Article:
Sunday, October 23, 2005

Newly Married

I haven't really done much in the way of contacting my friends and family after the big day (September 25th, 2005) in Pusan, South Korea. I'm just now coming out of my hibernation. I managed to get my blogs updated--well, at least a little bit. It's now time to start working on the thank-you notes... Cleaning our apartment would also be a good idea.

The ceremony went very well, and the meeting between my family and my wife's family was fantastic. My family has very fond memories of their time in Korea. They also followed my wife and I back to Tokyo for a week over here. For me, it was the fulfillment of something that I had sorely needed. For five years I had longed to show my family what my life looked like over here in Korea and Japan. They were finally able to make it over this year, and I was able to share this very important part of my life with them. My good friend Dan has now visited me in both Korea and Japan, so he has also been a big help. Hopefully more of the people I love will be able to make the same trip in the future.


Sunday, August 28, 2005

Back-to-Back 9th Inning Wins!

The Swallows are playing the Yokohama Baystars this weekend. On Friday night we managed to win even though we were outhit 15 to 9--courtesy of five home runs. The last of which, hit by Aoki, cleared the left field fence in the bottom of the 9th.

Aoki is currently leading the league with a .351 batting average. You would be hard-pressed to find someone who doesn't think that he has a huge future in front of him. I like him because he plays the game intelligently, and is rather soft-spoken during interviews.

I was truly amazed that we were able to pull that win off on Friday. It truly seemed like our starting pitcher, Ishikawa, and our now-very-mortal reliever, Igarashi, were determined to keep Yokohama in the ballgame. Igarashi has a tendency to crack under pressure, and Wakamatsu (the manager of the Swallows) should have been absolutely tickled that the kid managed to get out of a bases-loaded jam (that he created all by himself) with no damage in the seventh. However, he put him back in, and left him in long enough to give up 4 hits and 3 runs. He lasted only one out in the 8th.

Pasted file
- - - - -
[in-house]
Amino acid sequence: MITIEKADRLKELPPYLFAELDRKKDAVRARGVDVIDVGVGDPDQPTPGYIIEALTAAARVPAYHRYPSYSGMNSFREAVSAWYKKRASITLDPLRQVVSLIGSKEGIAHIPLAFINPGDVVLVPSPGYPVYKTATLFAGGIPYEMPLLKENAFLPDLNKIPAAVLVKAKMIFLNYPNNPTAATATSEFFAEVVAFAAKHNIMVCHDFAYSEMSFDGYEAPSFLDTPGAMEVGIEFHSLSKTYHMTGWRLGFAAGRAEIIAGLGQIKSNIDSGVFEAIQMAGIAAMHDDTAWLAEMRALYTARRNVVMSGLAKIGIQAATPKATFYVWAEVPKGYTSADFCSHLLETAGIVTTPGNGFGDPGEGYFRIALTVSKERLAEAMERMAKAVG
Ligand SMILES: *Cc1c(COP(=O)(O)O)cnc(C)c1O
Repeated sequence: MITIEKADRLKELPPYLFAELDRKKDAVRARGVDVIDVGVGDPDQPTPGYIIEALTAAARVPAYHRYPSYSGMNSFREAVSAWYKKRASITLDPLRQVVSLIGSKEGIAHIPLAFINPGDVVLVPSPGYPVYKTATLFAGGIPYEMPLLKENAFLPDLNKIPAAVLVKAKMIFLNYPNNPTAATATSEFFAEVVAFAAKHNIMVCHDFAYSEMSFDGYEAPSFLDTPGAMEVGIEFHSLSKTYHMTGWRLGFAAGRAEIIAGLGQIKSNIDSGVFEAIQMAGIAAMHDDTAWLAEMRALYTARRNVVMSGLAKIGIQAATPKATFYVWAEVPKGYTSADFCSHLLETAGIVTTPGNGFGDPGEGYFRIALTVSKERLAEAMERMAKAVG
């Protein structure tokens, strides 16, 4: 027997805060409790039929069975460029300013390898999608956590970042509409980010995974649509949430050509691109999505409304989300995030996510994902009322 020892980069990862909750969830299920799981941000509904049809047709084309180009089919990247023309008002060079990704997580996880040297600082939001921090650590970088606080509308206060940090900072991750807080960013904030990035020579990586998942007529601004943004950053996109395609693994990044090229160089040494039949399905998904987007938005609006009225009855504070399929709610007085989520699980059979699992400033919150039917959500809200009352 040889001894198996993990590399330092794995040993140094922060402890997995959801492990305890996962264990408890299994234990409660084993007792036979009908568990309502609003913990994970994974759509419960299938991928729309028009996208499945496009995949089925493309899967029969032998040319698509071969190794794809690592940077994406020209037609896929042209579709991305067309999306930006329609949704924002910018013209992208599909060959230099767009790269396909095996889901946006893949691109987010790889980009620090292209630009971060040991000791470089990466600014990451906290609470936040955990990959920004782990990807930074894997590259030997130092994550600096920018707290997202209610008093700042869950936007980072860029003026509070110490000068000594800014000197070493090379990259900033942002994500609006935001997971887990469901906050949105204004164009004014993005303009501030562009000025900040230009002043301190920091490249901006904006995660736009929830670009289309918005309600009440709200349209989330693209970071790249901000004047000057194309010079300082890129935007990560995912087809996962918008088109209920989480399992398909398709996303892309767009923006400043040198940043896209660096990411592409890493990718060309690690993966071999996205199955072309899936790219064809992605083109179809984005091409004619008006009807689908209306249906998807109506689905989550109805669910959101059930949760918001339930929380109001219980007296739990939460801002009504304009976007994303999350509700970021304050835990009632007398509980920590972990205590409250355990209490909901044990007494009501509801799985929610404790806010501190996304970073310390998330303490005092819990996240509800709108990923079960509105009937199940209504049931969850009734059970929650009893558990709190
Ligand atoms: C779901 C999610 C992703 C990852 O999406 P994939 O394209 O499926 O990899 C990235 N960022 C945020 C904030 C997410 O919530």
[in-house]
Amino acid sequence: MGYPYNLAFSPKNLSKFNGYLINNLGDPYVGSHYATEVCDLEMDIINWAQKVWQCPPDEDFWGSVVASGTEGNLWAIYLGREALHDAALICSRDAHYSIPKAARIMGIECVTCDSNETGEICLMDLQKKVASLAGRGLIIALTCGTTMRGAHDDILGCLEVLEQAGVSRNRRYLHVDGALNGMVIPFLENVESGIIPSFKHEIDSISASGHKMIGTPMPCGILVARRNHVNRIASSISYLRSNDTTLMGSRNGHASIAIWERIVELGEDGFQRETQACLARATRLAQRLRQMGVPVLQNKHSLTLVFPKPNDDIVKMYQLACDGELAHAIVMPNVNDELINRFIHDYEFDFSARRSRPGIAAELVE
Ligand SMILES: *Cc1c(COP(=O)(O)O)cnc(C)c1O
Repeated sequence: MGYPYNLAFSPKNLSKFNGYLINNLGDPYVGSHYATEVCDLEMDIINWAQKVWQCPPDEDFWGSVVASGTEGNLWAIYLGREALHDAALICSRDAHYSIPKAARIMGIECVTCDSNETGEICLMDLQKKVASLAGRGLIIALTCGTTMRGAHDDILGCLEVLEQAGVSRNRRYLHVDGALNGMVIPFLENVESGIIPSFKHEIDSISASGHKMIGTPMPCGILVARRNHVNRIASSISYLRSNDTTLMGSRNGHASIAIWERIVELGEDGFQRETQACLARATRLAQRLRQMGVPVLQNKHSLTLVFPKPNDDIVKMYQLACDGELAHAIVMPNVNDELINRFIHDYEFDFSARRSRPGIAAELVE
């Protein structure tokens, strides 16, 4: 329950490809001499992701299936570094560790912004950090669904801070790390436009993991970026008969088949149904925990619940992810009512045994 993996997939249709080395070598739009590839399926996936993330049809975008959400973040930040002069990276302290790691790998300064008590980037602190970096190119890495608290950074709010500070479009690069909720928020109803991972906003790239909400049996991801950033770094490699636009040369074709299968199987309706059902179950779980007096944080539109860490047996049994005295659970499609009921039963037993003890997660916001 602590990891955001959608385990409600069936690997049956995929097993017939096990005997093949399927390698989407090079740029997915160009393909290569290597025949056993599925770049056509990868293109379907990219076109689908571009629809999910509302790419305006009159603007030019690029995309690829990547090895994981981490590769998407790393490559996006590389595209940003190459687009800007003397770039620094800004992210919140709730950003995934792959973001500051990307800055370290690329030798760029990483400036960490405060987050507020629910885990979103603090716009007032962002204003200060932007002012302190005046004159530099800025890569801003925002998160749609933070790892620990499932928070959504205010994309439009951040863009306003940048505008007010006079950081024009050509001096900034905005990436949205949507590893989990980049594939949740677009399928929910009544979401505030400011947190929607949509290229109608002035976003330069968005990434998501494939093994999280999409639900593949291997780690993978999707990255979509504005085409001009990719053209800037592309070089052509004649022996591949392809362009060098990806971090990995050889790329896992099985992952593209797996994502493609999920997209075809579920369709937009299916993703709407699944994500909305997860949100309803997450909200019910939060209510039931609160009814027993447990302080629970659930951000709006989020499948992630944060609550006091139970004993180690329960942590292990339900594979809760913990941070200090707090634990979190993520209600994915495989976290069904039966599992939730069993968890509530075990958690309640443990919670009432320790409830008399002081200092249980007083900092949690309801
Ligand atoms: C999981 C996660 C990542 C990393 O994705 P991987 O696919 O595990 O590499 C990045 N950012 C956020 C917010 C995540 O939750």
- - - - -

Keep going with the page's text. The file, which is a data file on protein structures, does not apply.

Igarashi was again warming up in the middle innings of the game last night, and I believe that this is a good thing. He should be getting right back on the horse, because he fell pretty hard a couple of nights ago. He needs some serious help in the 'I think I can' department. I also hope that he gets a good slider and a forkball for Christmas.

Final score for friday night's game, 8-7.

The game on Saturday started off pretty shaky, but our starting pitcher, Tateyama, retrenched after giving up a two-run blast in the first to Kinjoh. He managed to make it through the following six innings while only giving up one hit! We didn't have the long-ball working for us last night, but we did end up outhitting the Baystars 10-4. We added one run to our tally in the 7th, 8th, and 9th innings for a come-from-behind win. Ishi ended up getting the win, and the go-ahead single was hit into the gap in center-left by Yuuichi. Shiroishi, our 2nd-baseman who is absolutely useless with a bat in his hands (but decent defensively), had two hits and scored the winning run.

Final score for Saturday night's game, 3-2.

I imagine that we're probably going to get clubbed tonight after pulling off two walk-off wins on Friday and Saturday night. This will be the last game that I get to go to until the beginning of October as I leave for South Korea tomorrow.


Saturday, April 02, 2005

More of the Same

This article is from the Japan Times (English Edition). I wonder if it was published in the Japanese edition as well...?

Alleged al-Qaeda link seeks vindication
Bangladeshi wants apology, claims he was falsely accused by police